"Warrior Scarlet" by Rosemary Sutcliff (1957; repr. Farrar Straus Giroux 1994; 207 pp., black and white illustrations) was a terrific read. It's the coming-of-age story of Drem, a boy in Bronze Age Britain; he has only one usable arm, which obviously has profound implications in a hunting culture. He has both failures and successes, very movingly told, as he grows to manhood; the author skilfully weaves much historical detail into the story.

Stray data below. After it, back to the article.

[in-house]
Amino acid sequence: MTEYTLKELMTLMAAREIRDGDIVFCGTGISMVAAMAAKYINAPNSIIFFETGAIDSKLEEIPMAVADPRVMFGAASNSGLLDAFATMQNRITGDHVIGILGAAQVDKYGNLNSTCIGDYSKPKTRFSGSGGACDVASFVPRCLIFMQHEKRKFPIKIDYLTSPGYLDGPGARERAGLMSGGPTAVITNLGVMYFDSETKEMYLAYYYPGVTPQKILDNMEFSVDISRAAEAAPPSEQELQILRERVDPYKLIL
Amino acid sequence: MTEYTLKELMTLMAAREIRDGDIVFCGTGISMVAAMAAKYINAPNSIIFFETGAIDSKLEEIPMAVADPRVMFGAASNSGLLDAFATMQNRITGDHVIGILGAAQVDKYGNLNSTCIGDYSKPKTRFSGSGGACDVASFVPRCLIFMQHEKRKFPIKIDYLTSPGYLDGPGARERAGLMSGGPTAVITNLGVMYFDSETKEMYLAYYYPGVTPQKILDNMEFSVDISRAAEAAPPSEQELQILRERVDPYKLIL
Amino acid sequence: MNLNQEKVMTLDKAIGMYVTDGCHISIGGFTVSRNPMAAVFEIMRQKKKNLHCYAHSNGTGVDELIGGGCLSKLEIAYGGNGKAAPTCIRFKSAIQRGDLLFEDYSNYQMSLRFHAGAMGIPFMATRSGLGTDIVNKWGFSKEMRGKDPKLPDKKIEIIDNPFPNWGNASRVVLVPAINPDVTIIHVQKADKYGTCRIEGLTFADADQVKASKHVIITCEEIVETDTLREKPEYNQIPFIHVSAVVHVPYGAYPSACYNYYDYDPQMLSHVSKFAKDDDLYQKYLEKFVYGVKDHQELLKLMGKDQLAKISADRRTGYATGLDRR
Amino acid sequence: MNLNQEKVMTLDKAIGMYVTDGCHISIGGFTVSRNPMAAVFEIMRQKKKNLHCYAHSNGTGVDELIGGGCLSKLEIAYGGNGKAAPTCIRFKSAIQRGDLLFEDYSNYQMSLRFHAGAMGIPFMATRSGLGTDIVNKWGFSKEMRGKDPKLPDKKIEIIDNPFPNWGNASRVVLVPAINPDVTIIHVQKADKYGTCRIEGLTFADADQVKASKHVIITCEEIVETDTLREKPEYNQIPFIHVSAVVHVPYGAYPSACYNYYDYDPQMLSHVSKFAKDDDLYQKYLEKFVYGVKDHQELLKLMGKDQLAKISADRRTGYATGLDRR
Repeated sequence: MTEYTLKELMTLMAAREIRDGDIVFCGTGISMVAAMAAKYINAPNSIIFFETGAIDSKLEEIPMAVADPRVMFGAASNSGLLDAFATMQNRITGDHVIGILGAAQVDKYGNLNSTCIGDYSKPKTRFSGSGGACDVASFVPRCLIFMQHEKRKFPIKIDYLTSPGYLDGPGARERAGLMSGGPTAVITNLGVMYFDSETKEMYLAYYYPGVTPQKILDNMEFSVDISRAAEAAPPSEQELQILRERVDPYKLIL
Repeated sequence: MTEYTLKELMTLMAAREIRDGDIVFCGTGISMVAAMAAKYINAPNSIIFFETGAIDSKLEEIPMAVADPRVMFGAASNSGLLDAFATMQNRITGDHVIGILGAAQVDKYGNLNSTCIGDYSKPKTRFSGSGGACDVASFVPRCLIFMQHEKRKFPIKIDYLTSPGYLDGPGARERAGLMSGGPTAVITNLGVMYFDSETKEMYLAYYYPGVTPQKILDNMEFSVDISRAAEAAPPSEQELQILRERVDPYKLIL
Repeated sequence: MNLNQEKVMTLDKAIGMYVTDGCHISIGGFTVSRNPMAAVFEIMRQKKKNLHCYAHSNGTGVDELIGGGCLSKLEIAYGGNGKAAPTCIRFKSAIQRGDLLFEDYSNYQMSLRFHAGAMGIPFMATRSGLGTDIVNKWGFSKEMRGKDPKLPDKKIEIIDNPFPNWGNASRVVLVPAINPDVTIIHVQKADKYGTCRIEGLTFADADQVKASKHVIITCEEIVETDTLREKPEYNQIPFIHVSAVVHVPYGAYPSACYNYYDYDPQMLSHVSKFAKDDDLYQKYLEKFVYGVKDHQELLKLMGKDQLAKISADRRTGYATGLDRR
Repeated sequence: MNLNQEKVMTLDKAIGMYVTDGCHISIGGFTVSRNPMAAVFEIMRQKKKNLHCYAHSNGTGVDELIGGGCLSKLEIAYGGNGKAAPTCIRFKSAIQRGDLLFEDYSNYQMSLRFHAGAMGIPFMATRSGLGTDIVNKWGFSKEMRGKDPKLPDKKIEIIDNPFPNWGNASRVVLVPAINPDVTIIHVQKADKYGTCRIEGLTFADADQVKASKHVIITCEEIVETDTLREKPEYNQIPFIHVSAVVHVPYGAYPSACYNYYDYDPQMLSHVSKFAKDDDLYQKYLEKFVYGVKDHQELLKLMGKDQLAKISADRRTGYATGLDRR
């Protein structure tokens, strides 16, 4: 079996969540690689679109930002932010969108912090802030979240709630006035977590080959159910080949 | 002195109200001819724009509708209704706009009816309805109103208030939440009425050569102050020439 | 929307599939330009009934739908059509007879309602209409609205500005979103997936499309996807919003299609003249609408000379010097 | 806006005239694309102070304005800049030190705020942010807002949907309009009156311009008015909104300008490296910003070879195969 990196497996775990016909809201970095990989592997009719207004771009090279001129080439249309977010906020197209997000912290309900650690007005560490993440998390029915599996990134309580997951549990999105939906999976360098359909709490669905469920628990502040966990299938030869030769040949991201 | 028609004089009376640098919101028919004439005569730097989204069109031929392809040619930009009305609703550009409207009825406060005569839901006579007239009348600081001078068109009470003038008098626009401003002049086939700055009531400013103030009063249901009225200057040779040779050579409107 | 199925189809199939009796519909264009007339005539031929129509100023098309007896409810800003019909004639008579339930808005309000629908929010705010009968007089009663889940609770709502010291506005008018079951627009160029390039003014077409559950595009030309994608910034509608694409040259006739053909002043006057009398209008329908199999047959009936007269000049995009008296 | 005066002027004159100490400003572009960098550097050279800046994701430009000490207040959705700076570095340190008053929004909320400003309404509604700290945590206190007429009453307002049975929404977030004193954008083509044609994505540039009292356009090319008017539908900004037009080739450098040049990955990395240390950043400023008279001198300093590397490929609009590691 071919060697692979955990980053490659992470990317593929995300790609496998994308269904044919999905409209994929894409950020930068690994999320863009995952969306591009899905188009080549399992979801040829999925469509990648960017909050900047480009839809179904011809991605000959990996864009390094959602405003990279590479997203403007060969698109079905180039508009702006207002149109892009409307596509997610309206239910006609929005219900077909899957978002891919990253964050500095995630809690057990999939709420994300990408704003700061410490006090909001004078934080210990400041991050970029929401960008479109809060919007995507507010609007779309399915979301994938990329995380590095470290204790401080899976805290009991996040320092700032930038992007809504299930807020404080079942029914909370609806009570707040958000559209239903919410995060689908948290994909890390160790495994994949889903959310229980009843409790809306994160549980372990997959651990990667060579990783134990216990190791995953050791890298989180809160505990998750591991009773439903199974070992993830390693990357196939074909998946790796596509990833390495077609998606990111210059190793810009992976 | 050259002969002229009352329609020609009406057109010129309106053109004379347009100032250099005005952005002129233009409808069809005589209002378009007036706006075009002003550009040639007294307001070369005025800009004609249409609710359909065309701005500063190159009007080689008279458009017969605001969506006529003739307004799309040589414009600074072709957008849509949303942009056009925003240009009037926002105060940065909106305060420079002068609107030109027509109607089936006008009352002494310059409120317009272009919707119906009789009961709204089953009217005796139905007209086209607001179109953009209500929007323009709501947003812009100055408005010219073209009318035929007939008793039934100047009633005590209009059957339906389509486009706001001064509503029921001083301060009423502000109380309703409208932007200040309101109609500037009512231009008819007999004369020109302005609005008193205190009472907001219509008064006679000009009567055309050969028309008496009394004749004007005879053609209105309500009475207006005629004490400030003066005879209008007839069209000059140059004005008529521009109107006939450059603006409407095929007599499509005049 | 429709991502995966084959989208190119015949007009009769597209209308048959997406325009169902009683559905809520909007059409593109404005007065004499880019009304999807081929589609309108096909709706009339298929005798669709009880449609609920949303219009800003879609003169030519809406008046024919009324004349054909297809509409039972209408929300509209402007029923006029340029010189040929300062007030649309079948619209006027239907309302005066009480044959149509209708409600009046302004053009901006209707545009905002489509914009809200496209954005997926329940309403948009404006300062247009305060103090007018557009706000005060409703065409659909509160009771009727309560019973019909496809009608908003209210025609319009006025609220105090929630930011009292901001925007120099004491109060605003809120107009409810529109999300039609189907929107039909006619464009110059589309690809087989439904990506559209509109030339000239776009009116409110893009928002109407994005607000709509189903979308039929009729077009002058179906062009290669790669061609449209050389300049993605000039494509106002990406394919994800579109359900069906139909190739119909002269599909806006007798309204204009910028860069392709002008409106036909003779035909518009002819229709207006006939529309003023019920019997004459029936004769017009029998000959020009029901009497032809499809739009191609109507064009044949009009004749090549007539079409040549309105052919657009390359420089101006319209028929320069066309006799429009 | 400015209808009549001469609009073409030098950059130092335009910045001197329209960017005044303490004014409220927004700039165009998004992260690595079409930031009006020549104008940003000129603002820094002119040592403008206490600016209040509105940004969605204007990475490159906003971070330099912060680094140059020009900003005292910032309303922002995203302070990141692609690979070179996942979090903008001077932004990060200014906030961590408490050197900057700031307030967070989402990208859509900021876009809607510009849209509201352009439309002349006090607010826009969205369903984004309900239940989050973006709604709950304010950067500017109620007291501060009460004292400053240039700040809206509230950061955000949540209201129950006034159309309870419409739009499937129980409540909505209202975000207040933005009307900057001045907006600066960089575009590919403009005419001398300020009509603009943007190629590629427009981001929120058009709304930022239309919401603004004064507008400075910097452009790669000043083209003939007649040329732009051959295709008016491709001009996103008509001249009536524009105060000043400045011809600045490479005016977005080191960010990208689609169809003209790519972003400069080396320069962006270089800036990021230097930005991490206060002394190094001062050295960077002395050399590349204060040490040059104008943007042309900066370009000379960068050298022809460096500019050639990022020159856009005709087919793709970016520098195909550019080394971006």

Harpo (8) enjoyed it on his own; it also made an exciting read-aloud for Groucho (6) and Chico (4). I gather from various sources that some of Sutcliff's other books are more suitable for teens (this is the first one we've read; we're a few chapters into Eagle of the Ninth now), but this one was just fine for elementary-aged children.

At the risk of sounding sexist, I think it might grab boys more than girls (though I suppose you never know); gender roles are very starkly delineated, as you might expect, and there is only one female character of much importance to the story.